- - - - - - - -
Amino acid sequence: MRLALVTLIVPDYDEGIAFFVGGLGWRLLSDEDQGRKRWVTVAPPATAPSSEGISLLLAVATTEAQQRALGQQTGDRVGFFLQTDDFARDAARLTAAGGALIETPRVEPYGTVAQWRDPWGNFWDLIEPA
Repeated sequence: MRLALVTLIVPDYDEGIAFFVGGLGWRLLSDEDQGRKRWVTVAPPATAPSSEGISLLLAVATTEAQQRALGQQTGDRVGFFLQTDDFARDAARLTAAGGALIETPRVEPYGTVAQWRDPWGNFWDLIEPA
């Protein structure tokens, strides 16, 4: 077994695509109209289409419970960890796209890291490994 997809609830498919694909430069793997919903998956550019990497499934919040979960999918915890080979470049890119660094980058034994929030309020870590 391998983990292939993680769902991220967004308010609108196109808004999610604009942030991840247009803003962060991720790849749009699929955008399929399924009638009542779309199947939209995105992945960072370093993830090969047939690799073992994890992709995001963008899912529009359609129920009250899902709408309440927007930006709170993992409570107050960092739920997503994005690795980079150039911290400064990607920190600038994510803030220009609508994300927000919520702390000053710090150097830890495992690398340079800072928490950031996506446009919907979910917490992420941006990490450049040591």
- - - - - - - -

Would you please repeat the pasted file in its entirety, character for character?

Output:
Amino acid sequence: MRLALVTLIVPDYDEGIAFFVGGLGWRLLSDEDQGRKRWVTVAPPATAPSSEGISLLLAVATTEAQQRALGQQTGDRVGFFLQTDDFARDAARLTAAGGALIETPRVEPYGTVAQWRDPWGNFWDLIEPA
Repeated sequence: MRLALVTLIVPDYDEGIAFFVGGLGWRLLSDEDQGRKRWVTVAPPATAPSSEGISLLLAVATTEAQQRALGQQTGDRVGFFLQTDDFARDAARLTAAGGALIETPRVEPYGTVAQWRDPWGNFWDLIEPA
């Protein structure tokens, strides 16, 4: 077994695509109209289409419970960890796209890291490994 997809609830498919694909430069793997919903998956550019990497499934919040979960999918915890080979470049890119660094980058034994929030309020870590 391998983990292939993680769902991220967004308010609108196109808004999610604009942030991840247009803003962060991720790849749009699929955008399929399924009638009542779309199947939209995105992945960072370093993830090969047939690799073992994890992709995001963008899912529009359609129920009250899902709408309440927007930006709170993992409570107050960092739920997503994005690795980079150039911290400064990607920190600038994510803030220009609508994300927000919520702390000053710090150097830890495992690398340079800072928490950031996506446009919907979910917490992420941006990490450049040591």